The ‘Nuke-Clear War’ story arc comes to an explosive ending in this issue. I like how the issue began going back a few seconds before last months cliff hanger. Giving it a episodic TV drama feel. This arc has really been about Warpath taking centre stage, which makes a refreshing change to everything being Wolverine centric. It has also delivered on some plot threads laid earlier on in the series with the flirting between Warpath and Domino hitting new heights. Spoiler… they kiss. The only reason I have to spoil it is because the art for the kiss stuck with me with being rather bad. I know Warpath is a big guy but when they embrace the two characters are so out of proportion to each other. It is accentuated because on the opposite page they are fighting side by side without the same drastic difference. In fact there are a few panels in this issue where the art seems a little off. I would even go as far to say they look like someone else entirely drew them! What I like about this arc is that it remembers comics are a form of entertainment, it doesn’t take itself too seriously. Yes it touched on politics and had character moments but the three issues passed at an adrenaline pumping speed. We know Pak can do longer epics like ‘Planet Hulk’ but he also knows when a story can be told in three issues. He never would have been able to maintain the pace in this arc for more issues or had much more story to tell. It always makes sense to me to do shorter arcs after longer ones. ‘Nuke-Clear War’ made a good change in pace after all the Weapon H stuff. It ties up most of the lose ends and gives the reader what they want with good triumphing over evil. With all that out of the way there is even time to lay the foundations for the next story arc. I always prefer this as they are meant to be a continuation of a characters journey. It makes more sense rather than any issue starting at an random non specified time. Comics only tend to get specific about time when an event is going on. I may just be putting none existent puzzle pieces together but like with All New Wolverine I feel the next story arc of Weapon X could play a part in Wolverine’s return to a monthly title. It will be interesting to see how his return effects this series. Based on the strength of Warpath in this story arc I strongly believe it could survive with out the best there is at what he does.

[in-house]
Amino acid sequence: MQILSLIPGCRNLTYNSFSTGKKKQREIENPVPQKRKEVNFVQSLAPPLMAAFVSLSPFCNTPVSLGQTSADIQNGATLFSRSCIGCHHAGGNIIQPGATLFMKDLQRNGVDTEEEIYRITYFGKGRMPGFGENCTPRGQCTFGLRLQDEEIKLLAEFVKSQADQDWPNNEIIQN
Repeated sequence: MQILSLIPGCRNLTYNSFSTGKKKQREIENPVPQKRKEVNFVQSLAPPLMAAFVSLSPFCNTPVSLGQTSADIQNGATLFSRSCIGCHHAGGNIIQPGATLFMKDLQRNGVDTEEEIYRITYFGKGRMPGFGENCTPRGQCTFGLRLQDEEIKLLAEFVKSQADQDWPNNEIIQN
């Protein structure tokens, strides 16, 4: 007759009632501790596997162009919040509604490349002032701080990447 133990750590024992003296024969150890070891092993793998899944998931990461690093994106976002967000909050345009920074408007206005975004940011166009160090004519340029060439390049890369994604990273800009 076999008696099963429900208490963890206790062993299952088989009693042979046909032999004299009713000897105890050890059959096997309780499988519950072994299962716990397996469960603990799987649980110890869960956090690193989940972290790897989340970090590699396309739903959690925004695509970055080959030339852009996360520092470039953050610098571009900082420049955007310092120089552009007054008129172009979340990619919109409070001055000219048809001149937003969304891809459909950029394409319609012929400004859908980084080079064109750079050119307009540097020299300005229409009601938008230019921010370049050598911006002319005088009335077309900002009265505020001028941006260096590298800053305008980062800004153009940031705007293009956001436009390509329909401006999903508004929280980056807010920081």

Old Man Logan #34 & #35

Writer: Ed Brisson | Artist: Ibraim Roberson | Colourist: Carlos Lopez | Letters: Cory Petit

Finally it appears me and Ed Brisson see eye to eye on what makes a good Wolverine story. Pacing plays a huge part in this story arcs enjoyment. Don’t let the title of ‘Moon Over Madripoor Part 1′ fool you. These two issues are essentially a continuation of the ‘Scarlet Samurai’ story from the previous three issues. Yet by splitting into two separate parts it makes it feel fresh and allows the story to flow better. At the same time it can still be collected in one trade paperback. The three previous issues were the action issues, there to build excitement and leave you wanting more. Issue 34 is the climax, Logan saving the day. The meat in the sandwich if you will. The top piece of bread being issue 35s emotional gut punch. So far I have reviewed these issues without revealing the identity of the Scarlet Samurai. If you don’t know who it is I will be spoiling it shortly so I can praise Brisson some more. The Scarlet Samurai is 3…2…1… Mariko Yashida. She is essentially Logan’s Uncle Ben. She died in 1992 and has never been used since. Ed Brisson has crafted a story that is so entertaining whilst paying a huge amount of respect to a character. A character he didn’t create and a character who some Wolverine readers will hold near and dear. The story has been so good, these two issues in particular that I would go as far to say they have created a third instalment for a Mariko Yashida trilogy. The pinnacle is the brilliant ending. What Mariko and Logan must be feeling in these moments of the last pages are unknown to most, but the writing puts it across so well. It is a occasion in comics when words are more important than action. Also it is a bigger tear jerker than the conclusion to the All New Wolverine issue. Mike Deodato hands over art duties on these two issues (though he does supply two beautiful covers) to Ibraim Roberson. Roberson himself is no stranger to Wolverine having drawn recent issues for Weapon X. There isn’t much between the two artists so it doesn’t disrupt the flow of the story. Perhaps Deodato is more sketchy round the edges, where Roberson has cleaner faces. Roberson clearly has a different approach to panel layouts. The biggest difference is that these two issues weren’t as bloody as Deodato’s. I am so glad Ed Brisson is hitting his stride on this title now!